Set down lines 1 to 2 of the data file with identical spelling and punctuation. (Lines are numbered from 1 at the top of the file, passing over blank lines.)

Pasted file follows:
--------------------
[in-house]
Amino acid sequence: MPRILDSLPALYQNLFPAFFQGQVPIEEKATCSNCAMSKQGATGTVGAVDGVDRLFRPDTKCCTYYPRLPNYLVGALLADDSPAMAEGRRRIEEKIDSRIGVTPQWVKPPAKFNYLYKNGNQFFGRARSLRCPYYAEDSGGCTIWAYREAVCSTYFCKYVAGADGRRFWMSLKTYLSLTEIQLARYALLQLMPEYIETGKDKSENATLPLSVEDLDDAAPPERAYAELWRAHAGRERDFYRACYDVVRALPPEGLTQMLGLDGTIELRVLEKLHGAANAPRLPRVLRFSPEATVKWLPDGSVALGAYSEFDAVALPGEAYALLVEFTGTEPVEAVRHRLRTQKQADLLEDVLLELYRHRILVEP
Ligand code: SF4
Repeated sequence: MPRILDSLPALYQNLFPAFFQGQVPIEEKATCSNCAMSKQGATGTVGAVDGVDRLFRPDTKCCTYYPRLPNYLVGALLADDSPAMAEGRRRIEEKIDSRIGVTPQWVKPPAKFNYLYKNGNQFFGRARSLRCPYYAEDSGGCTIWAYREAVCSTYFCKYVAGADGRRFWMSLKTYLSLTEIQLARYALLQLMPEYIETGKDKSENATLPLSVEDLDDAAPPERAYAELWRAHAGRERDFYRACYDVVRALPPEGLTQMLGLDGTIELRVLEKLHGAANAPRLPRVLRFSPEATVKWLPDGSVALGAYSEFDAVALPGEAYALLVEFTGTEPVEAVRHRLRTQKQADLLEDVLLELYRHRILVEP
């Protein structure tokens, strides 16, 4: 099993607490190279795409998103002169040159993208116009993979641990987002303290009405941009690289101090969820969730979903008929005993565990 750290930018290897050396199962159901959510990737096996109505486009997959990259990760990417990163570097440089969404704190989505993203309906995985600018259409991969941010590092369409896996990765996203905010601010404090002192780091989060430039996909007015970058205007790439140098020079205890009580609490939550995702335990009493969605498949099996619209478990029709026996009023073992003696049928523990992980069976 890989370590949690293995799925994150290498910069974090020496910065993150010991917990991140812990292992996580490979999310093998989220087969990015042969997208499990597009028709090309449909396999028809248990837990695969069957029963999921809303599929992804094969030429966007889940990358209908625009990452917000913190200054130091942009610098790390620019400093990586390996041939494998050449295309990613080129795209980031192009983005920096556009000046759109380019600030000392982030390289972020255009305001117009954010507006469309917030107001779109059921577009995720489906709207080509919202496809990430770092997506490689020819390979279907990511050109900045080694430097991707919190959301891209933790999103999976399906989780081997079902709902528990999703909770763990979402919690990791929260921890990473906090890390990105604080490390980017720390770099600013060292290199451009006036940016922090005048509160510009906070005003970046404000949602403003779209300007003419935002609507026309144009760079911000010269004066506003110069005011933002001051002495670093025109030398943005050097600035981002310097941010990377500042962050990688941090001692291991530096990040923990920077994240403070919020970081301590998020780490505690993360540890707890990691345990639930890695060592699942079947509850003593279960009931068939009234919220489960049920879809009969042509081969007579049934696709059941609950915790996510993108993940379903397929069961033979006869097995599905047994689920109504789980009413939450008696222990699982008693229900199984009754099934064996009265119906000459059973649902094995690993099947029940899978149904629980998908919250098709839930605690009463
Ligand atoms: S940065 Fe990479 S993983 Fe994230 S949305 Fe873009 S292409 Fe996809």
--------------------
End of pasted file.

[in-house]
Amino acid sequence: MPRILDSLPALYQNLFPAFFQGQVPIEEKATCSNCAMSKQGATGTVGAVDGVDRLFRPDTKCCTYYPRLPNYLVGALLADDSPAMAEGRRRIEEKIDSRIGVTPQWVKPPAKFNYLYKNGNQFFGRARSLRCPYYAEDSGGCTIWAYREAVCSTYFCKYVAGADGRRFWMSLKTYLSLTEIQLARYALLQLMPEYIETGKDKSENATLPLSVEDLDDAAPPERAYAELWRAHAGRERDFYRACYDVVRALPPEGLTQMLGLDGTIELRVLEKLHGAANAPRLPRVLRFSPEATVKWLPDGSVALGAYSEFDAVALPGEAYALLVEFTGTEPVEAVRHRLRTQKQADLLEDVLLELYRHRILVEP